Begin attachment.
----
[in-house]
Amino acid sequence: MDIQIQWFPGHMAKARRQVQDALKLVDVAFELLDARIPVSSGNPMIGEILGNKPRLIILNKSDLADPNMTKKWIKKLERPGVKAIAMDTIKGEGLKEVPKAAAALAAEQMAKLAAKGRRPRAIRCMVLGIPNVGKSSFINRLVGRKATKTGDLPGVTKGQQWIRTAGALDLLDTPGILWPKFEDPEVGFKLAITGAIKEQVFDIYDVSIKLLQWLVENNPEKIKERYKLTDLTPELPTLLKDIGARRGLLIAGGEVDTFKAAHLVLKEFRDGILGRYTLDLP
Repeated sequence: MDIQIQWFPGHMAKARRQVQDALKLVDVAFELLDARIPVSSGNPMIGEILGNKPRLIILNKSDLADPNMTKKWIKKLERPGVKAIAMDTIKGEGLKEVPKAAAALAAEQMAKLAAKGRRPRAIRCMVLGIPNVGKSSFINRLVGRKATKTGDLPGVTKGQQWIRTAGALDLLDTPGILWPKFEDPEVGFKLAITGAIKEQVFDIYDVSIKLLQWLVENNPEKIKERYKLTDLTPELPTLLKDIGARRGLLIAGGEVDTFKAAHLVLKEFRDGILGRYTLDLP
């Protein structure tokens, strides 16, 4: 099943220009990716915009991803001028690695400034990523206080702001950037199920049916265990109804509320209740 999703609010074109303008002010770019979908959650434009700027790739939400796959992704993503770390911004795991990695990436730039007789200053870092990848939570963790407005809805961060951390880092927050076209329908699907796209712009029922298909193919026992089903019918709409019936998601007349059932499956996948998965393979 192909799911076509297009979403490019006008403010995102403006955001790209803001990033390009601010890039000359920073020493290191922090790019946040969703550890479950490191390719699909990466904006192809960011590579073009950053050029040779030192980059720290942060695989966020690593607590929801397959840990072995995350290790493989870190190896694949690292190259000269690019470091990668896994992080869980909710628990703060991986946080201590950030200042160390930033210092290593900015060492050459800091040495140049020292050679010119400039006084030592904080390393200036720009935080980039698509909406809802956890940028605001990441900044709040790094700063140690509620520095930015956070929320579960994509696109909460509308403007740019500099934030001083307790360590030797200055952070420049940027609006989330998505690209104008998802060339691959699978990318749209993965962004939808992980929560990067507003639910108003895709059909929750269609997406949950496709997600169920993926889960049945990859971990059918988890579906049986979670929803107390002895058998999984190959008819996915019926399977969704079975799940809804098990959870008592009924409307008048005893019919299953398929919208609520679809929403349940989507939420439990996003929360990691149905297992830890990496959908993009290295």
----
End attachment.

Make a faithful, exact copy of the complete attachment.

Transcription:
[in-house]
Amino acid sequence: MDIQIQWFPGHMAKARRQVQDALKLVDVAFELLDARIPVSSGNPMIGEILGNKPRLIILNKSDLADPNMTKKWIKKLERPGVKAIAMDTIKGEGLKEVPKAAAALAAEQMAKLAAKGRRPRAIRCMVLGIPNVGKSSFINRLVGRKATKTGDLPGVTKGQQWIRTAGALDLLDTPGILWPKFEDPEVGFKLAITGAIKEQVFDIYDVSIKLLQWLVENNPEKIKERYKLTDLTPELPTLLKDIGARRGLLIAGGEVDTFKAAHLVLKEFRDGILGRYTLDLP
Repeated sequence: MDIQIQWFPGHMAKARRQVQDALKLVDVAFELLDARIPVSSGNPMIGEILGNKPRLIILNKSDLADPNMTKKWIKKLERPGVKAIAMDTIKGEGLKEVPKAAAALAAEQMAKLAAKGRRPRAIRCMVLGIPNVGKSSFINRLVGRKATKTGDLPGVTKGQQWIRTAGALDLLDTPGILWPKFEDPEVGFKLAITGAIKEQVFDIYDVSIKLLQWLVENNPEKIKERYKLTDLTPELPTLLKDIGARRGLLIAGGEVDTFKAAHLVLKEFRDGILGRYTLDLP
């Protein structure tokens, strides 16, 4: 099943220009990716915009991803001028690695400034990523206080702001950037199920049916265990109804509320209740 999703609010074109303008002010770019979908959650434009700027790739939400796959992704993503770390911004795991990695990436730039007789200053870092990848939570963790407005809805961060951390880092927050076209329908699907796209712009029922298909193919026992089903019918709409019936998601007349059932499956996948998965393979 192909799911076509297009979403490019006008403010995102403006955001790209803001990033390009601010890039000359920073020493290191922090790019946040969703550890479950490191390719699909990466904006192809960011590579073009950053050029040779030192980059720290942060695989966020690593607590929801397959840990072995995350290790493989870190190896694949690292190259000269690019470091990668896994992080869980909710628990703060991986946080201590950030200042160390930033210092290593900015060492050459800091040495140049020292050679010119400039006084030592904080390393200036720009935080980039698509909406809802956890940028605001990441900044709040790094700063140690509620520095930015956070929320579960994509696109909460509308403007740019500099934030001083307790360590030797200055952070420049940027609006989330998505690209104008998802060339691959699978990318749209993965962004939808992980929560990067507003639910108003895709059909929750269609997406949950496709997600169920993926889960049945990859971990059918988890579906049986979670929803107390002895058998999984190959008819996915019926399977969704079975799940809804098990959870008592009924409307008048005893019919299953398929919208609520679809929403349940989507939420439990996003929360990691149905297992830890990496959908993009290295």